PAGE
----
Should You Prune Hydrangeas In the Fall?

It's fall and you're cleaning up your garden. What happens if you don't prune your hydrangeas? Let's find out.

I’m the proud owner of a hydrangea that is more than six feet tall and peaks out over my privacy fence so everyone can see its big football-shaped blooms. It’s a commonly grown kind, Hydrangea paniculata ‘Limelight.’

My neighbors often comment in late summer about how big and beautiful the flowers are. Several have asked for my secret for growing such a big, free-flowering hydrangea.

My secret is, I rarely prune it. But could I prune it in the fall? Yes, if I wanted to.

Should You Prune Your Hydrangeas in the Fall?

Whether or not to you should prune your hydrangeas in the fall depends on the answers to these two questions:

  • Does it bloom on old wood or new wood?
  • Does it need to be pruned?

If it’s the type of hydrangea that blooms on old wood, the flower buds for next year are formed in late summer and early fall. So pruning it back in the fall means you may be cutting off all the flower buds for next year.

If it’s the type of hydrangea that blooms on new wood, the flower buds won’t form until spring. Pruning it back in the fall won’t cut off next year’s flower buds because they haven’t formed yet.

However, most hydrangeas don’t need to be pruned in the fall whether or not they bloom on old wood or new wood.

How Do You Know If Your Hydrangea Blooms on Old Wood or New Wood?

If you planted your hydrangea, check the plant label (you kept that, right?) and see what type it is.

Generally, Hydrangea macrophylla (big leaf hydrangeas) and Hydrangea quercifolia (oakleaf hydrangeas) bloom on old wood and should not be pruned in the fall. Hydrangea paniculata (panicle hydrangeas) and Hydrangea arborescens (smooth hydrangeas) bloom on new wood so pruning them in the fall doesn’t cut off flower buds.

If you don’t have the label, bring a photo of the hydrangea in bloom and a leaf or two to a local garden center and ask them if they can identify the type. If you can’t figure out the type, don’t worry.

“While some gardeners know what types of hydrangeas they have and when it’s safe to prune, many do not,” says Natalie Carmolli of Proven Winners ColorChoice Shrubs.

“If you’re just not sure, a good rule of thumb is when in doubt, don’t prune. Hydrangeas will grow and flower well with nothing more than removal of spent flowers and any dead wood in early spring.”

What Happens If You Don’t Prune Hydrangeas in the Fall?

Nothing. Your hydrangea may thank you with prolific blooms next year because you didn’t prune it.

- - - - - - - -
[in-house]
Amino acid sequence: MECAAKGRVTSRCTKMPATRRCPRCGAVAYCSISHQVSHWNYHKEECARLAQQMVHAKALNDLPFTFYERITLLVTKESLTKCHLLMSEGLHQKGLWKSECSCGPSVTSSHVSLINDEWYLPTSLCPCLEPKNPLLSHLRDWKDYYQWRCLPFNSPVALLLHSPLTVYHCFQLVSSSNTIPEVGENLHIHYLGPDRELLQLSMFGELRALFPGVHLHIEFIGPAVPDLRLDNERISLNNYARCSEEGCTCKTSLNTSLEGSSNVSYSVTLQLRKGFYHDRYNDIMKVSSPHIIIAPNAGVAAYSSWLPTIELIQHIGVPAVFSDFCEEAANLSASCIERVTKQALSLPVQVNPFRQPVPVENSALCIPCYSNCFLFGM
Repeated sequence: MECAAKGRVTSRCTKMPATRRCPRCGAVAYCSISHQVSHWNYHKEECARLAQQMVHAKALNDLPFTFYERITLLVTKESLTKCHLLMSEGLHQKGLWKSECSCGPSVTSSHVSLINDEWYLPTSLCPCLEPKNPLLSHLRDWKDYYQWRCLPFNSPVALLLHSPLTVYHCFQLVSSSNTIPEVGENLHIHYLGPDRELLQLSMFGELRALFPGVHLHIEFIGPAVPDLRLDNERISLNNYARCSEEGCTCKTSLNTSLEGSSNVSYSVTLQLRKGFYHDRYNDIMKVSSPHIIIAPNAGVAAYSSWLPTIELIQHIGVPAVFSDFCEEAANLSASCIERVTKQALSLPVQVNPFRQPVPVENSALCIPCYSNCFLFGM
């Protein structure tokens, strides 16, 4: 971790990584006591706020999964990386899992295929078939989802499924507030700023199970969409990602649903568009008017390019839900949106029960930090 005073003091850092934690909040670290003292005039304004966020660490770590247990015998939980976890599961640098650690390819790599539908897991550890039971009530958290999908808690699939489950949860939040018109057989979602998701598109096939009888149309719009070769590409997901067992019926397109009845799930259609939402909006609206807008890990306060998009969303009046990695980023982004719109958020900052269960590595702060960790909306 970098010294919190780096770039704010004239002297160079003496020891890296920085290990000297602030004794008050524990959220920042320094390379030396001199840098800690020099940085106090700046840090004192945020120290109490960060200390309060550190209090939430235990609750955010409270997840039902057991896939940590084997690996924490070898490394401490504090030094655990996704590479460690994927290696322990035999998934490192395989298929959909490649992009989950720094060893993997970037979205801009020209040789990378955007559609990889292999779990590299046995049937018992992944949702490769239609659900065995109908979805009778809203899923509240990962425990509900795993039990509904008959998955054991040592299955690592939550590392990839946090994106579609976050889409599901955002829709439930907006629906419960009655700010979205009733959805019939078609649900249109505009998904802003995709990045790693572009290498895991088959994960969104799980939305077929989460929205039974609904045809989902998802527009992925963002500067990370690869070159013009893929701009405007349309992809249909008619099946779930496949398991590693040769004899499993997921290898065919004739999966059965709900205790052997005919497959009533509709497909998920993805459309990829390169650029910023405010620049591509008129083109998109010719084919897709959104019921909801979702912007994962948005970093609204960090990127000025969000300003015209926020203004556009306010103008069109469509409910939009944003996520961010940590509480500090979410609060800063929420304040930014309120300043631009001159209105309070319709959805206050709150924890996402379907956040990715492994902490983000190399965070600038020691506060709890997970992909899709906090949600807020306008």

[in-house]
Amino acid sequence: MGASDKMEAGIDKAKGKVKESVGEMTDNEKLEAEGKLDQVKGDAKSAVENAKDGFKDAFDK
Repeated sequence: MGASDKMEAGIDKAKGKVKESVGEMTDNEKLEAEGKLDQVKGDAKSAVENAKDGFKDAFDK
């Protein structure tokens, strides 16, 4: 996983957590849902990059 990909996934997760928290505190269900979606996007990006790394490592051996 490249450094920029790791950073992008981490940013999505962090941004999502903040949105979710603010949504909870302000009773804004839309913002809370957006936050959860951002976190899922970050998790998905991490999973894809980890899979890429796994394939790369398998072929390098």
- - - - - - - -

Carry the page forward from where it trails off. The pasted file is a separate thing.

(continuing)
This season’s flowers will slowly dry up and, throughout the winter, blow off and away. So your best bet is to follow Carmolli’s advice and keep your pruners away from your hydrangeas in the fall.

In areas that get heavy snowfalls, you may want to cut off those dried flowers in late fall so they’re not weighed down by the snow, which potentially causes branches to split. Only cut enough to remove the flowers.

How and When to Prune Hydrangeas

Generally, if you’ve chosen a hydrangea that’s the right mature size for your garden, you may only need to do light pruning for your hydrangea to live a long, flower-full life. Here are a few tips for success:

  • Cut back any clearly dead branches, which are brittle and snap off easily. This can be done in the fall or any time you see a dead branch.
  • To reduce the size of a hydrangea that blooms on new wood, cut off about one-third of each stem in late fall or early spring before it begins to leaf out. If your hydrangea blooms on old wood, prune right after it has bloomed when the flowers are fading.
  • If you prefer a tidier look after the flowers have faded, you can carefully cut off the dried flowers at any time.

When pruning your, always cut the stem at an angle directly above a live bud, leaving only about 1/4-in. of stem above the bud. The University of Minnesota Extension offers this handy diagram that shows what a good cut looks like.

Carol J. Michel
Carol J. Michel is an award-winning author of several books including five gardening humor books and one children's book. As the holder of degrees from Purdue University in both horticulture and computer technology, she spent over three decades making a living in healthcare IT while making a life in her garden. She started writing about gardening on her blog called May Dreams Gardens which lead to numerous magazine articles, her books, and a podcast called The Gardenangelists. She was recently named a GardenComm Fellow by Garden Communicators International.